Chad: Agricultural support for sustainability

CAR refugees plow their field with the animals and plow provided by LWF in Southern Chad. Photo: LWF/C. Kästner
CAR refugees plow their field with the animals and plow provided by LWF in Southern Chad. Photo: LWF/C. Kästner

Animals, plows and vaccination campaigns

(LWI) – “It was about time the rain came,” Genio Maidoum says. Together with three younger brothers, the 16-year-old plows the family fields in Dosseye camp, southern Chad. They have one acre - the harvest is to complement the distributed food ration for a family of nine.

Genio is a refugee from the Central African Republic in Dosseye camp, Chad. His family is one of nearly 7,000 who have received two oxen, a yoke and a plow from The Lutheran World Federation (LWF) to help them farm the land which they have been allocated temporarily. As the rainy season has started in Chad, refugees in Dosseye camp have started planting.

“It will take two days to plow all our land,” Genio says. He is pushing the green plow into the soil, while two of his younger brothers lead the oxen. A third trails behind with a bowl full of beans. Every two steps he stretches out his arm and lets one of them fall into the freshly turned soil. “The cows are afraid of big people,” Genio says.

Harvest doubled

It is the second planting season they have mastered with a plow and animals, and Genio is full of praise. “Before, we just threw the seeds on top. Now we embed them into the soil, and our harvest has nearly doubled,” he says. “Last year, we harvested almost 18 bags full of grain. Normally we would have less than ten bags.”

Since the rain started a few days ago, plowing and planting can be seen everywhere in southern Chad. For most of the farmers it’s the second year they are working with what in technical terms is called an “Animal traction unit” – two cattle, yoke and plow to till the soil. “It’s not just about the harvest, it’s about the labour,” Adina Rudovil (28) says.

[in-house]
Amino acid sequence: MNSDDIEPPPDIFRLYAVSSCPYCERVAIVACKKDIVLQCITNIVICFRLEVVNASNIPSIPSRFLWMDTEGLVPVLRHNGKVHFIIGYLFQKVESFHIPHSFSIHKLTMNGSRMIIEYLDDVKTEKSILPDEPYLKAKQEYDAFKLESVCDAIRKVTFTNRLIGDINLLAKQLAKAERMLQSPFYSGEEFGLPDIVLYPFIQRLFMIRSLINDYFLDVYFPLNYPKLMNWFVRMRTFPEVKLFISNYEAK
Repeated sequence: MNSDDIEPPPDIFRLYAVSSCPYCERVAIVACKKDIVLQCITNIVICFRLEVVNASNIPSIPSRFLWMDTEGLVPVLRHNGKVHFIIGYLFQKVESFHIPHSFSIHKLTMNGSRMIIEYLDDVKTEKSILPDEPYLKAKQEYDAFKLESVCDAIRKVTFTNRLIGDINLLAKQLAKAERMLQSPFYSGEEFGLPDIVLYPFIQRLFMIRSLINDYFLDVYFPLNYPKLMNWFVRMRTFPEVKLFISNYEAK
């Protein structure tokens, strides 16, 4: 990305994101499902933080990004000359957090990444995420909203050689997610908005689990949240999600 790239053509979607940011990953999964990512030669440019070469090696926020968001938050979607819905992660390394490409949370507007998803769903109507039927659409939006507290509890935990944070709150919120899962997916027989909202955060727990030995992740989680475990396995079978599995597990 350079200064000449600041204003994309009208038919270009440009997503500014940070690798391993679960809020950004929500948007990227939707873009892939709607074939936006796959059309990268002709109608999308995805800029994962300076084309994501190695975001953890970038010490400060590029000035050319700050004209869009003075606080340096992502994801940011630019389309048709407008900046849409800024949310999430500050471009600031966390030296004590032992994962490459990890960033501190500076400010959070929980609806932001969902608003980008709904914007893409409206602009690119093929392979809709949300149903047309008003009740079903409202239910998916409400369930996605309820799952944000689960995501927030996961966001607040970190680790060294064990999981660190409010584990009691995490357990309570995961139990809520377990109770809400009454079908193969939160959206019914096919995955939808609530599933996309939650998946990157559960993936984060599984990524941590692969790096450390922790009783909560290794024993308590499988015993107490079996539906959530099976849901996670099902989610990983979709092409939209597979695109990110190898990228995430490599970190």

“Before, it would take me weeks to break the ground. I just had my hands and a hoe. Every evening I would come home utterly exhausted. Now – this is fun. Two days and the work is done.” He is accompanied by two children who are leading the cows. “They are the neighbor’s kids,” he says. “Whenever the children see someone working with the plow, they want to come and play with the cows.”

A few kilometers from where he works the land, cattle are led into a large corral. Together with the planting season, the LWF has started the first vaccination campaign of the year. Veterinarians and assistants in white lab coats with the LWF logo fill syringes and apply the shots to the animals which have been secured in a narrow cage.

Protect the children

“We vaccinate cattle, goats, dogs and poultry,” says Jaques Allatchi Saralam, LWF assistant for livestock projects. Up to four campaigns, depending on the animal, are carried out each year. While dogs receive four shots against rabies, LWF inoculates cattle two times a year against the most common pests. “It used to cost a lot of money and we had to walk a long distance,” Alasra Jean Oscar says. Since the LWF started their campaigns, it’s a short way for the CAR refugee to vaccinate the chicken, goats and cattle he has accumulated since he arrived in 2008.

It’s a necessary precaution, not only to build additional food sources and sustainability for the refugees. There are about 1,000 dogs in Gore. Refugees keep the animals for hunting and to protect their livestock. “People get bitten, even the masters, and sometimes also the children,” Alice Titina says. She still needs the dogs to protect her goats from thieves. “But now, even if they bite, people won’t get sick. It’s a relief.”

 

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